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The Supreme Court reversed the district court’s order denying Kindred Nursing and Rehabilitation - Wind River’s motion to compel arbitration in this wrongful death action. Aletha Boyd died following her discharge from Kindred. Aletha’s daughter, Susan Boyd, filed this action alleging that Kindred’s negligence in caring for Aletha caused her death. Kindred moved to compel arbitration pursuant to an alternative dispute resolution (ADR) agreement signed by Leanna Putman, Aletha’s other daughter and representative under a power of attorney at the time of Aletha’s admission into the nursing home. The district court denied the motion without providing reasons for doing so. The Supreme Court remanded with instructions to order arbitration as required by the ADR agreement, holding (1) Putnam had the authority to sign the ADR agreement on Aletha’s behalf; and (2) the ADR was neither unconscionable nor lacked mutuality of assent or sufficient consideration. View "Kindred Heathcare Operating, Inc. v. Boyd" on Justia Law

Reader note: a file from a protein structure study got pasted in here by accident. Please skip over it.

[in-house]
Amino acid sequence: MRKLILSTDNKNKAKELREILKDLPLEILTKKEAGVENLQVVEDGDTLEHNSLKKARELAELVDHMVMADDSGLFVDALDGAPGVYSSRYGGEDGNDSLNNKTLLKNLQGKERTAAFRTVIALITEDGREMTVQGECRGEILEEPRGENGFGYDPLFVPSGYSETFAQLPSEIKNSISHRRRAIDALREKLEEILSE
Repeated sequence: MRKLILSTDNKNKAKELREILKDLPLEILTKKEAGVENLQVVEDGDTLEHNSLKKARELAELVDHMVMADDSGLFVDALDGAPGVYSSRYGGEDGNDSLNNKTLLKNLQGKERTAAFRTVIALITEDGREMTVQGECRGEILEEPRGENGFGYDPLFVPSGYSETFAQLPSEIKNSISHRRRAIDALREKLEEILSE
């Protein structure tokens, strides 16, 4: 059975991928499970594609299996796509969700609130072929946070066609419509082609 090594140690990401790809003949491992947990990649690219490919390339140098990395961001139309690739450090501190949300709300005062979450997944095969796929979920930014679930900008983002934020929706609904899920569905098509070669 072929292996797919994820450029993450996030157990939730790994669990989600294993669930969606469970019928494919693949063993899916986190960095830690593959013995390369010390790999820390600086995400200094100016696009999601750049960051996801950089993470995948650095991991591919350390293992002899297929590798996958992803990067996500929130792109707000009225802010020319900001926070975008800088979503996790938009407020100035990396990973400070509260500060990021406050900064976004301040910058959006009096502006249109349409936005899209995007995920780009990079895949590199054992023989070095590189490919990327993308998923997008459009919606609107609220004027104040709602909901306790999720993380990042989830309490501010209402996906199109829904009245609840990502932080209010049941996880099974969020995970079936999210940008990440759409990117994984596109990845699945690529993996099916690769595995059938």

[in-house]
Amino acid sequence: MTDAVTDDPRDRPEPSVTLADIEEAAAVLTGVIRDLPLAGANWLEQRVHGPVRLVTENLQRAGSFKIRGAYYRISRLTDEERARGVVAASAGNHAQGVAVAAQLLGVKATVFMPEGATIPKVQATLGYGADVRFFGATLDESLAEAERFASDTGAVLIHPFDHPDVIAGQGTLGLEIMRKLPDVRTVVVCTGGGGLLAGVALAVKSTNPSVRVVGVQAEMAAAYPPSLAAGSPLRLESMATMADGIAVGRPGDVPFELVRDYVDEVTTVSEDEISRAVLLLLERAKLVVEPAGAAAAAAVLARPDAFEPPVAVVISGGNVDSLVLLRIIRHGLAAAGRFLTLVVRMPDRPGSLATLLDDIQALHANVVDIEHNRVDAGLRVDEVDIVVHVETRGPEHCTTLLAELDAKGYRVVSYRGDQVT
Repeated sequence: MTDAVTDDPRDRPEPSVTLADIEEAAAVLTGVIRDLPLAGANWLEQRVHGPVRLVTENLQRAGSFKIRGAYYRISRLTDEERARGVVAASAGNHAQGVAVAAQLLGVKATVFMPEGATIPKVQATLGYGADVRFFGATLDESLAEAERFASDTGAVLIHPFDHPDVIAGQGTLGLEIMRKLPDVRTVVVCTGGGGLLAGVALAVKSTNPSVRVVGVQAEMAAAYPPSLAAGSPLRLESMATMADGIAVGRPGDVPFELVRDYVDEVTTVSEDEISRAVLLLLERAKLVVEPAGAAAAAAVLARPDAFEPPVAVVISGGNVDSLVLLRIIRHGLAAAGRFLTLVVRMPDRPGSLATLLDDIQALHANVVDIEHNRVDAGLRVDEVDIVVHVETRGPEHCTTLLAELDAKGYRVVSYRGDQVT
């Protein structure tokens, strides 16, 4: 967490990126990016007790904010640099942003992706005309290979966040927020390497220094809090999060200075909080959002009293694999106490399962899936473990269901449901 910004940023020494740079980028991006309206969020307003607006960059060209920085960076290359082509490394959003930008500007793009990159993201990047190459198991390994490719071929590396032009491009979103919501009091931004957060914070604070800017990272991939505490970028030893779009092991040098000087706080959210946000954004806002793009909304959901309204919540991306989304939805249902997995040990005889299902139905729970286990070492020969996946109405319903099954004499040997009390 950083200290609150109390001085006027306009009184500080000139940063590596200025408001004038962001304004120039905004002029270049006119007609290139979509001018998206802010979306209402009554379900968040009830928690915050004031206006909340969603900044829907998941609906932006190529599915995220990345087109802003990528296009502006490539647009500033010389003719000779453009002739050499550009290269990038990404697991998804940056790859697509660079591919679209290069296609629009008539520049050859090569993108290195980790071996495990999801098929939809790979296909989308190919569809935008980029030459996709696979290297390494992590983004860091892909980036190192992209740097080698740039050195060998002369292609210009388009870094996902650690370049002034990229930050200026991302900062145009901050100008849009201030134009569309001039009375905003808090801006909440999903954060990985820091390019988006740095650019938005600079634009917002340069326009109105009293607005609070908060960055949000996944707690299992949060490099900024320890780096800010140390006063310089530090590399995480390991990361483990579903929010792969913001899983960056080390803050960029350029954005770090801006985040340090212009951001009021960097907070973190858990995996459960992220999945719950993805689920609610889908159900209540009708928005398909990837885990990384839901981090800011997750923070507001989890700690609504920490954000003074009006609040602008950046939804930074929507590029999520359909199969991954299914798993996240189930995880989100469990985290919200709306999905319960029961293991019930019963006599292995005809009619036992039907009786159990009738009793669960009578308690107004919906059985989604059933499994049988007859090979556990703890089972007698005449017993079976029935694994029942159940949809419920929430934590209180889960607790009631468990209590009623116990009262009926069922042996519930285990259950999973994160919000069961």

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The Supreme Court affirmed Defendant’s conviction for interfering with a peace officer, in violation of Wyo. Stat. Ann. 6-5-204(b). The statute provides that “[a] person who intentionally and knowingly causes or attempts to cause bodily injury to a peace officer engaged in the lawful performance of his duties is guilty of a felony[.]” On appeal, Defendant argued that the evidence was insufficient to sustain his conviction because there was insufficient evidence that he intentionally kicked the peace officer and that he caused bodily injury to the officer. In affirming Defendant’s conviction, the Supreme Court held that the State provided sufficient evidence to support its charge that Defendant intentionally and knowingly caused bodily injury to the officer. View "Flores v. State" on Justia Law

Posted in: Criminal Law